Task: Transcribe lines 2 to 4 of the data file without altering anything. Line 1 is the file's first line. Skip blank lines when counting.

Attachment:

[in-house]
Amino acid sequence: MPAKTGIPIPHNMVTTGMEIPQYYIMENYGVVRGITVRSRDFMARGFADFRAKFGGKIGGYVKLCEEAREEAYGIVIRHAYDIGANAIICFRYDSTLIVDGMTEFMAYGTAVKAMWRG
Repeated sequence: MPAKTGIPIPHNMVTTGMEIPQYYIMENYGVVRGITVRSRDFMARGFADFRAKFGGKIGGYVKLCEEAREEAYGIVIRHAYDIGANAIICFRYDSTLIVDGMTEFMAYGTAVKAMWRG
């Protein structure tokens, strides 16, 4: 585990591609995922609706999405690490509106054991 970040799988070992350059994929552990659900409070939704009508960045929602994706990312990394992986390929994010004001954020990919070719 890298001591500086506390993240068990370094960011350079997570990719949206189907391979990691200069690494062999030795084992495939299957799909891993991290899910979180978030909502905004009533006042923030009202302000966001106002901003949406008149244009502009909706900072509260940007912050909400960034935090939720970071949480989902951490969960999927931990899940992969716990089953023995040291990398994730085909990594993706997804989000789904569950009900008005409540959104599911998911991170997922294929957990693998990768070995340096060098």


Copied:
Amino acid sequence: MPAKTGIPIPHNMVTTGMEIPQYYIMENYGVVRGITVRSRDFMARGFADFRAKFGGKIGGYVKLCEEAREEAYGIVIRHAYDIGANAIICFRYDSTLIVDGMTEFMAYGTAVKAMWRG
Repeated sequence: MPAKTGIPIPHNMVTTGMEIPQYYIMENYGVVRGITVRSRDFMARGFADFRAKFGGKIGGYVKLCEEAREEAYGIVIRHAYDIGANAIICFRYDSTLIVDGMTEFMAYGTAVKAMWRG
């Protein structure tokens, strides 16, 4: 585990591609995922609706999405690490509106054991 970040799988070992350059994929552990659900409070939704009508960045929602994706990312990394992986390929994010004001954020990919070719 890298001591500086506390993240068990370094960011350079997570990719949206189907391979990691200069690494062999030795084992495939299957799909891993991290899910979180978030909502905004009533006042923030009202302000966001106002901003949406008149244009502009909706900072509260940007912050909400960034935090939720970071949480989902951490969960999927931990899940992969716990089953023995040291990398994730085909990594993706997804989000789904569950009900008005409540959104599911998911991170997922294929957990693998990768070995340096060098």